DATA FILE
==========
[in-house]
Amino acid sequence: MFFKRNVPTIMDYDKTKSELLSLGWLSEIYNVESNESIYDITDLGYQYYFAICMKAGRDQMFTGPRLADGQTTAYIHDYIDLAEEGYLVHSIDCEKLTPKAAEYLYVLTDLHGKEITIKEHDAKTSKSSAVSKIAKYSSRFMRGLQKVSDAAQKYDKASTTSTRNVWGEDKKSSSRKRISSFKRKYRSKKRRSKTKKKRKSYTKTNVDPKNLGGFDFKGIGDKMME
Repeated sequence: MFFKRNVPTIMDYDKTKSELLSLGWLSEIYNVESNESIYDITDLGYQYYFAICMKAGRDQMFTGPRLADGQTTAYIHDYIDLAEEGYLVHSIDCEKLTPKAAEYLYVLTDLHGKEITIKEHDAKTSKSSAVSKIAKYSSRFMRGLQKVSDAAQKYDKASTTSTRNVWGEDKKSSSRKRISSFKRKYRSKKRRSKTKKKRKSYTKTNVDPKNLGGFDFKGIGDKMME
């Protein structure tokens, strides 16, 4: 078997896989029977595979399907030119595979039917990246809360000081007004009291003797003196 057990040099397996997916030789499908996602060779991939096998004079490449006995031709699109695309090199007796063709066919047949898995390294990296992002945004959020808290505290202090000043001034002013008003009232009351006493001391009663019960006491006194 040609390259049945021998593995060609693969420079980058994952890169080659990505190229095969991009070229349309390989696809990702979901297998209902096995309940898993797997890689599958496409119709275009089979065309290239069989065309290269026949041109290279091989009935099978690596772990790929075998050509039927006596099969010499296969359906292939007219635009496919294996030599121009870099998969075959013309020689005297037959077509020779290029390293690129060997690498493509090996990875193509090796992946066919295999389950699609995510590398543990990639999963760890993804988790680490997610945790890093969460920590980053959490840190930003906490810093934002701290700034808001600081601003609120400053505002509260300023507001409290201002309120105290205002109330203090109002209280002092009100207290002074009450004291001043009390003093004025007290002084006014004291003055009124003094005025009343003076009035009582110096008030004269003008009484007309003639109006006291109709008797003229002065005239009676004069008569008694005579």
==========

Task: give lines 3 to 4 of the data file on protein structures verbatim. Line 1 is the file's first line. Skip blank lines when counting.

Repeated sequence: MFFKRNVPTIMDYDKTKSELLSLGWLSEIYNVESNESIYDITDLGYQYYFAICMKAGRDQMFTGPRLADGQTTAYIHDYIDLAEEGYLVHSIDCEKLTPKAAEYLYVLTDLHGKEITIKEHDAKTSKSSAVSKIAKYSSRFMRGLQKVSDAAQKYDKASTTSTRNVWGEDKKSSSRKRISSFKRKYRSKKRRSKTKKKRKSYTKTNVDPKNLGGFDFKGIGDKMME
């Protein structure tokens, strides 16, 4: 078997896989029977595979399907030119595979039917990246809360000081007004009291003797003196 057990040099397996997916030789499908996602060779991939096998004079490449006995031709699109695309090199007796063709066919047949898995390294990296992002945004959020808290505290202090000043001034002013008003009232009351006493001391009663019960006491006194 040609390259049945021998593995060609693969420079980058994952890169080659990505190229095969991009070229349309390989696809990702979901297998209902096995309940898993797997890689599958496409119709275009089979065309290239069989065309290269026949041109290279091989009935099978690596772990790929075998050509039927006596099969010499296969359906292939007219635009496919294996030599121009870099998969075959013309020689005297037959077509020779290029390293690129060997690498493509090996990875193509090796992946066919295999389950699609995510590398543990990639999963760890993804988790680490997610945790890093969460920590980053959490840190930003906490810093934002701290700034808001600081601003609120400053505002509260300023507001409290201002309120105290205002109330203090109002209280002092009100207290002074009450004291001043009390003093004025007290002084006014004291003055009124003094005025009343003076009035009582110096008030004269003008009484007309003639109006006291109709008797003229002065005239009676004069008569008694005579």